Thursday, 28 October 2010

Do Politicians Read the Papers?


Over the last few days, several Australian newspapers have published some amazing articles, exposing our flawed drug policies. Each article goes into some detail about the government’s out-of-date mindset where over simplified strategies rule the day. These are intelligent, logical and well researched articles that should be a wakeup call for policies makers both here in Australia and abroad.

But Australia is not the only country that is producing these important pieces with dozens of similar articles appearing every week around the globe. 

UN Investigator Says Drug War Ignores Rights; Can't Cure Dependency
The Associated Press
October 2010

NEW YORK, N.Y. - The UN independent investigator promoting physical and mental health is urging decriminalization of narcotics use, saying punishment and sanctions don’t cure drug dependency.
Anand Grover, a well-known lawyer from India, also says that the war on drugs has ignored drug users’ human rights.

Grover is the UN Human Rights Council’s special rapporteur on physical and mental health.

On Monday he told the General Assembly committee dealing with rights issues that people who use drugs may not get the health care they need for fear of being arrested, or may be denied health care if they seek help.

Compared to just a few years ago, the international media is now full of support for rationalising global drug laws  A quick Google search will list hundreds of articles where respected opinion writers and experts have voiced their concern about the ongoing drug war and the effect it’s having on our society. These articles are not like the once abundant, anti-drug scare campaigns but are insightful and often evidence based. If politicians are used to citing the media to back their "Tough on Drugs" policies then surely they should adapt to include these far more logical articles that are actually based on reality, evidence and facts.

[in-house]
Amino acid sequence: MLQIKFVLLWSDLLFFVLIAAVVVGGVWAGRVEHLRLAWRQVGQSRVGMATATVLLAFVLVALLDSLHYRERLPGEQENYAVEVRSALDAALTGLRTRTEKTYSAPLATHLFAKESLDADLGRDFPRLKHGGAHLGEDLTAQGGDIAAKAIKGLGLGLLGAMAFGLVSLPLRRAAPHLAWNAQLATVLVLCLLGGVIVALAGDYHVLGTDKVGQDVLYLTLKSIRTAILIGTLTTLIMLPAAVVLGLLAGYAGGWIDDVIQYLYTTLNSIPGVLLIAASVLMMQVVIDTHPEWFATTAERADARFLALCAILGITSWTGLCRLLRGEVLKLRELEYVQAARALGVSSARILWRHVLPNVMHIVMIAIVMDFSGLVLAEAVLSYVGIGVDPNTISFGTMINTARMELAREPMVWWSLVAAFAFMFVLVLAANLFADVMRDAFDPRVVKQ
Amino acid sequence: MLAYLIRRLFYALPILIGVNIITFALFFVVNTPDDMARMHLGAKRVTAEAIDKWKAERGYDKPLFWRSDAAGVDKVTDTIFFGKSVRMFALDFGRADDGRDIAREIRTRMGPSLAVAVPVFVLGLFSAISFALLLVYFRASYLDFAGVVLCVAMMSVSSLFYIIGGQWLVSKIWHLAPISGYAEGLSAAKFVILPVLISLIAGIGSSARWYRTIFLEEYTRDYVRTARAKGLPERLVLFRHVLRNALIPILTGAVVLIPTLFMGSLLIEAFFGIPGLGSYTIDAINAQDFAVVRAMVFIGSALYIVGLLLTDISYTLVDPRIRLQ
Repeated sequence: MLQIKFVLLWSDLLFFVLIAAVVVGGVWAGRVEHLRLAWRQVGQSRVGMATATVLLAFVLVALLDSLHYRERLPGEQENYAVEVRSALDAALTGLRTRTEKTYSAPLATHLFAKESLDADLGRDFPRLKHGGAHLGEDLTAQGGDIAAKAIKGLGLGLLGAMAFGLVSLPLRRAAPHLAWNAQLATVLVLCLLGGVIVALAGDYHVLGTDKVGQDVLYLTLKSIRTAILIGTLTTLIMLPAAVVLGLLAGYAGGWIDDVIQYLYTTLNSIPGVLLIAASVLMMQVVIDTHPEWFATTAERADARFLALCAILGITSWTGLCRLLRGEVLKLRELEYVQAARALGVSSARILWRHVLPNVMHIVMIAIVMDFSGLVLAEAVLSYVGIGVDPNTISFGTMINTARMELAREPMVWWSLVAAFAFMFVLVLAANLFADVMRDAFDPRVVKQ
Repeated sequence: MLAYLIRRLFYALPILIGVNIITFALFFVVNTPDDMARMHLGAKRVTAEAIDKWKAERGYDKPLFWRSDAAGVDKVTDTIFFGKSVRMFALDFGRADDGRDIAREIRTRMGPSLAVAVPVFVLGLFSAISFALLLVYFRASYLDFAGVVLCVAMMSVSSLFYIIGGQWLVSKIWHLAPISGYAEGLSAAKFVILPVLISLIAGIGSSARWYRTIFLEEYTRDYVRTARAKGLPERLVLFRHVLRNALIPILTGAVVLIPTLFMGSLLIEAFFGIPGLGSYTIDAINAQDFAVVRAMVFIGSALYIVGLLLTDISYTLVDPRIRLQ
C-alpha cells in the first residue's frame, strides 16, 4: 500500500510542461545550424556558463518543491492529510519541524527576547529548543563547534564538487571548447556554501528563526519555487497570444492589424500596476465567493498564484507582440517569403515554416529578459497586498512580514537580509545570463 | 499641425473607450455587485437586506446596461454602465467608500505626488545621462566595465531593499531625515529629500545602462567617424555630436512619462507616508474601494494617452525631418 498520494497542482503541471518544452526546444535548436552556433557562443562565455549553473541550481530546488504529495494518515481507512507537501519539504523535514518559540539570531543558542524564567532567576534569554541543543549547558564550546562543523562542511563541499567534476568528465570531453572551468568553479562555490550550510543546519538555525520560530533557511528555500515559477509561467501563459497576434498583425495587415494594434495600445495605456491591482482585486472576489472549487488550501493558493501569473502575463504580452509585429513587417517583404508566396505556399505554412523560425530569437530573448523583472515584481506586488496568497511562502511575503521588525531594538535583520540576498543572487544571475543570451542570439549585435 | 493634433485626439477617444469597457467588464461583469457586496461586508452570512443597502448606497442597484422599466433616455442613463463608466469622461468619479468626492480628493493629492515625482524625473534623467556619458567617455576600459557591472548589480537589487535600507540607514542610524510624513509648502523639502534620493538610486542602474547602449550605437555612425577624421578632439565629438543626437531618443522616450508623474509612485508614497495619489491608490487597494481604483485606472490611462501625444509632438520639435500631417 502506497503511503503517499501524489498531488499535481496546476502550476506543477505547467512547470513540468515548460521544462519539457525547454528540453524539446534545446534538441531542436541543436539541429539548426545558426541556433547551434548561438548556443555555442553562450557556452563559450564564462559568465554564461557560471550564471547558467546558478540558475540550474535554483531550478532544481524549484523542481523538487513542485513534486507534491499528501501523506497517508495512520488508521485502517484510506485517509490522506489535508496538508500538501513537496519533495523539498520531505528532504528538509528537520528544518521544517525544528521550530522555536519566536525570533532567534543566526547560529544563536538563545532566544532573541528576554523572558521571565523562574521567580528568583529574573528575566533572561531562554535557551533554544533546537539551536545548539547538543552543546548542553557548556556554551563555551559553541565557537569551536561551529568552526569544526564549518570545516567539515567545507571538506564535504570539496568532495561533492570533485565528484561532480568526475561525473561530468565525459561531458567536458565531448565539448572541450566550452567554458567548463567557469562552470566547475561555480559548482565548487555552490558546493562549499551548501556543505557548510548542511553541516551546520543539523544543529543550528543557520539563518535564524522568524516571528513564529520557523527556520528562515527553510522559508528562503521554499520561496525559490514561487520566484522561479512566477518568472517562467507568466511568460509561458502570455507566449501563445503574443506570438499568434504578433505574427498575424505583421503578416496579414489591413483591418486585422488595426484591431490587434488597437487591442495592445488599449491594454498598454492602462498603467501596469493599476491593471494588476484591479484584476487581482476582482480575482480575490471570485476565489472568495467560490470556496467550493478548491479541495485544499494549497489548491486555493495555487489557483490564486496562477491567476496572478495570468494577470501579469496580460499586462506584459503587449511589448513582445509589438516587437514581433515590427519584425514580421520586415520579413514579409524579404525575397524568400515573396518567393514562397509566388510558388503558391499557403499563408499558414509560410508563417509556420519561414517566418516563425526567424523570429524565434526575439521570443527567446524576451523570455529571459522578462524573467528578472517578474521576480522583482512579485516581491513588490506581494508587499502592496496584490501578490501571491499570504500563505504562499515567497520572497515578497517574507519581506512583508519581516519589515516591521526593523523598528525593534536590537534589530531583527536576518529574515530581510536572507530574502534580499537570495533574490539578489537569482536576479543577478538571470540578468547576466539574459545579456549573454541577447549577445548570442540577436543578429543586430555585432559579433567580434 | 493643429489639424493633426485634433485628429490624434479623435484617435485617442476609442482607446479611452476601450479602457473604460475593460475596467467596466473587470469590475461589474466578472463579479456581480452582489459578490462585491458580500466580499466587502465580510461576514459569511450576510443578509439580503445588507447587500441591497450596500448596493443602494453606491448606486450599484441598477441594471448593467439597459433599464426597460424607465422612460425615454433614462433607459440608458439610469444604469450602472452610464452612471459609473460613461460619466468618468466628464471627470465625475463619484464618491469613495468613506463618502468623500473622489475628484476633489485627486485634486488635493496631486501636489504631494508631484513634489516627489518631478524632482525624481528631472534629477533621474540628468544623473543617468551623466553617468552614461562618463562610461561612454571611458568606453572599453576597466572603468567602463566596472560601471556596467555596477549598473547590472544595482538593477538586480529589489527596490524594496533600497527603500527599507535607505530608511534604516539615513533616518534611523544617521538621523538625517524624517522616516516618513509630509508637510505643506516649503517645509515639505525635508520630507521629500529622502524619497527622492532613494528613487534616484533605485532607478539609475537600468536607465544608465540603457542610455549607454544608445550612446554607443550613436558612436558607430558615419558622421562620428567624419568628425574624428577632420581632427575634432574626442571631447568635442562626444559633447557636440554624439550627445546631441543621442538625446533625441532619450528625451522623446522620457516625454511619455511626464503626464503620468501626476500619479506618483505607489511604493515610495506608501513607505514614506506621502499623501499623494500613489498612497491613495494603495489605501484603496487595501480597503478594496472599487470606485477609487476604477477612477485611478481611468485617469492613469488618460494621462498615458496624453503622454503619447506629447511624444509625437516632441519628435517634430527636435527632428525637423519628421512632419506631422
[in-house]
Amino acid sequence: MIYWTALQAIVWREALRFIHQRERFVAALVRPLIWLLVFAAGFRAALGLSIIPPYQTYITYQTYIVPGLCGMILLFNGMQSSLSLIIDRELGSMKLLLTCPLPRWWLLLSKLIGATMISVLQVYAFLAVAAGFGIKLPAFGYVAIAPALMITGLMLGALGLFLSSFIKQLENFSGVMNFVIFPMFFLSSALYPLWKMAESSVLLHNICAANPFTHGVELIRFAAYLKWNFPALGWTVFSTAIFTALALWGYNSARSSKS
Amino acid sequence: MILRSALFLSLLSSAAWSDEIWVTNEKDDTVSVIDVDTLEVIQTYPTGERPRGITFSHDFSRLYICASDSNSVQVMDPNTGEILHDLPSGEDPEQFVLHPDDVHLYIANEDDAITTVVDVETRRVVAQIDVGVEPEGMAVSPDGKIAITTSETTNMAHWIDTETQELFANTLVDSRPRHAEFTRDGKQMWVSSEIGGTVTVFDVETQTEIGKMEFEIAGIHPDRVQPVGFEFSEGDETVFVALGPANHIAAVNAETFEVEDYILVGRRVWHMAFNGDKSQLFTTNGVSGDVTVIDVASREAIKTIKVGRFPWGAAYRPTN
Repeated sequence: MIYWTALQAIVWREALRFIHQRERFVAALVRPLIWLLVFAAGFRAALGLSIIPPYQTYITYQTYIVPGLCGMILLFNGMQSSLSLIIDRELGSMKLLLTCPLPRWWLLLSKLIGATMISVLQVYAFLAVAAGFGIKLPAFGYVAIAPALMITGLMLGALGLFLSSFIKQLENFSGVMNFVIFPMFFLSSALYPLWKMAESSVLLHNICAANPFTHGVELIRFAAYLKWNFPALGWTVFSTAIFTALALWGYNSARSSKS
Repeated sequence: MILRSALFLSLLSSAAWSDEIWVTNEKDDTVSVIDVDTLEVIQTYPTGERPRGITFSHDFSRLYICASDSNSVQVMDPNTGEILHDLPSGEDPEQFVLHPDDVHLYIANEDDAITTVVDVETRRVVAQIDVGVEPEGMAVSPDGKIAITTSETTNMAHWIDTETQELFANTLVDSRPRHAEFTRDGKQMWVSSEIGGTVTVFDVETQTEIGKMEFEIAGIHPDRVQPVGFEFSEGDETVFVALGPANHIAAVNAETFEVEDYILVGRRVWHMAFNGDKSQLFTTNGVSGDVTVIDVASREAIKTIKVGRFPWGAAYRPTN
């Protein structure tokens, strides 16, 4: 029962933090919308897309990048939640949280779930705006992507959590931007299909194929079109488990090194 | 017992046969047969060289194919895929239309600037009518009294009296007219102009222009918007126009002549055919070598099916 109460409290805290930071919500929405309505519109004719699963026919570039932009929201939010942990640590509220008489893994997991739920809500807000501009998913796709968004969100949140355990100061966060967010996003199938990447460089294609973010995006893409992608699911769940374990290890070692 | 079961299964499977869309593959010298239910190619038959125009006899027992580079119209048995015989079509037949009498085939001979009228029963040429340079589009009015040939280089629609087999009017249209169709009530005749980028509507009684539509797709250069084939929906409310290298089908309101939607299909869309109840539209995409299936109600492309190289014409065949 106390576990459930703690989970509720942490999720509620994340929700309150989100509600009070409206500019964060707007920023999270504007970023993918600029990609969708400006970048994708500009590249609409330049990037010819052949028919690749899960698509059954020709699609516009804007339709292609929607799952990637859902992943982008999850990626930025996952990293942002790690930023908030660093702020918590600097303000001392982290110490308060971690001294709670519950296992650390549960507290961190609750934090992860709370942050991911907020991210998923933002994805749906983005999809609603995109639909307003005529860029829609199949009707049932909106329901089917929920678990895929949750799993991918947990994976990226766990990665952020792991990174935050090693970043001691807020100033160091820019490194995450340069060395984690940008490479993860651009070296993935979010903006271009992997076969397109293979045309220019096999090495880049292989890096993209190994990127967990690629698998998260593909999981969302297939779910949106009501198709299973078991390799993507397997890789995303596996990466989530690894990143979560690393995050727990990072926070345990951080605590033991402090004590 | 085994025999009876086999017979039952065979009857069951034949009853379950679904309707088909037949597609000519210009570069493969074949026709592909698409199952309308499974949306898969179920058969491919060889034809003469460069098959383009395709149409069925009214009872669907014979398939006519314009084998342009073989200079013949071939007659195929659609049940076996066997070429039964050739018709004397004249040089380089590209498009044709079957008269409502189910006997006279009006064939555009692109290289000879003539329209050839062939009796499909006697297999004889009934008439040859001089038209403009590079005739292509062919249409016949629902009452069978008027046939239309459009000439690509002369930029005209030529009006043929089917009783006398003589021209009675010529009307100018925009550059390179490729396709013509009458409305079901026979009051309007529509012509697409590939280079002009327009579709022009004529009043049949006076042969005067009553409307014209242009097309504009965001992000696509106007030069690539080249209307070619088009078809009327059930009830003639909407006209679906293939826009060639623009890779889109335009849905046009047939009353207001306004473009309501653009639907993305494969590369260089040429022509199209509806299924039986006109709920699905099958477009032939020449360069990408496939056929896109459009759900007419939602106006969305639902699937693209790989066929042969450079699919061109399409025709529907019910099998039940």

Swiss Drug Policy Should Serve As Model: Experts
By Stephanie Nebehay
October 2010

Switzerland's innovative policy of providing drug addicts with free methadone and clean needles has greatly reduced deaths while cutting crime rates and should serve as a global model, health experts said on Monday.

Countries whose drug policy remains focused on punishing offenders, including Russia and much of Eastern Europe and Central Asia, should learn from a Swiss strategy based on "harm reduction" that protects both users and communities, they said.

Even Iran and China -- while far from espousing Switzerland's system of direct democracy -- have copied its methadone substitution programs, they added.


Anonymous said...

It leaves me feeling more hopeful than I was last night at least. This sort of change is inevitable :)

Terry Wright said...

Thanks Anon.

Bit by bit it changes. Eventually they will look back and wonder how the hell such silly policies lasted so long.